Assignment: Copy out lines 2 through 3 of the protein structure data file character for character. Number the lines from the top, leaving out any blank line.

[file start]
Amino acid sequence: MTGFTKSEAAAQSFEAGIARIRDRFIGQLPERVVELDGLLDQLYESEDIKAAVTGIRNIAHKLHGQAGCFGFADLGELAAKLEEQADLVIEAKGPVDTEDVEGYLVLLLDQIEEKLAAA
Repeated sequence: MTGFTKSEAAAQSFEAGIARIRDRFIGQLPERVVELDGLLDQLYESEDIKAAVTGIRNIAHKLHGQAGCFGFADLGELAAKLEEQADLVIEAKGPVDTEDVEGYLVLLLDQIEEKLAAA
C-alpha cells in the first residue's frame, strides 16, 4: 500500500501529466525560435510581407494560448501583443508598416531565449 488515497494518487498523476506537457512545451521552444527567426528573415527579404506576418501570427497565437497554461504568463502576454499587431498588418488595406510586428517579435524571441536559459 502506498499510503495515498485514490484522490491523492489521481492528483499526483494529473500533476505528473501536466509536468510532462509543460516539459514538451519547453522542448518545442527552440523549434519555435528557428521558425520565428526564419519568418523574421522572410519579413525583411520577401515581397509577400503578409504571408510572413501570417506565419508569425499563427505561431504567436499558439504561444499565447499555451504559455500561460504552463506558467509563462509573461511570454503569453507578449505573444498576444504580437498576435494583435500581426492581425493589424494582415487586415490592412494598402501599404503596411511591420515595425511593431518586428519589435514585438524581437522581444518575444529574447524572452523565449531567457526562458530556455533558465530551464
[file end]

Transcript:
Repeated sequence: MTGFTKSEAAAQSFEAGIARIRDRFIGQLPERVVELDGLLDQLYESEDIKAAVTGIRNIAHKLHGQAGCFGFADLGELAAKLEEQADLVIEAKGPVDTEDVEGYLVLLLDQIEEKLAAA
C-alpha cells in the first residue's frame, strides 16, 4: 500500500501529466525560435510581407494560448501583443508598416531565449 488515497494518487498523476506537457512545451521552444527567426528573415527579404506576418501570427497565437497554461504568463502576454499587431498588418488595406510586428517579435524571441536559459 502506498499510503495515498485514490484522490491523492489521481492528483499526483494529473500533476505528473501536466509536468510532462509543460516539459514538451519547453522542448518545442527552440523549434519555435528557428521558425520565428526564419519568418523574421522572410519579413525583411520577401515581397509577400503578409504571408510572413501570417506565419508569425499563427505561431504567436499558439504561444499565447499555451504559455500561460504552463506558467509563462509573461511570454503569453507578449505573444498576444504580437498576435494583435500581426492581425493589424494582415487586415490592412494598402501599404503596411511591420515595425511593431518586428519589435514585438524581437522581444518575444529574447524572452523565449531567457526562458530556455533558465530551464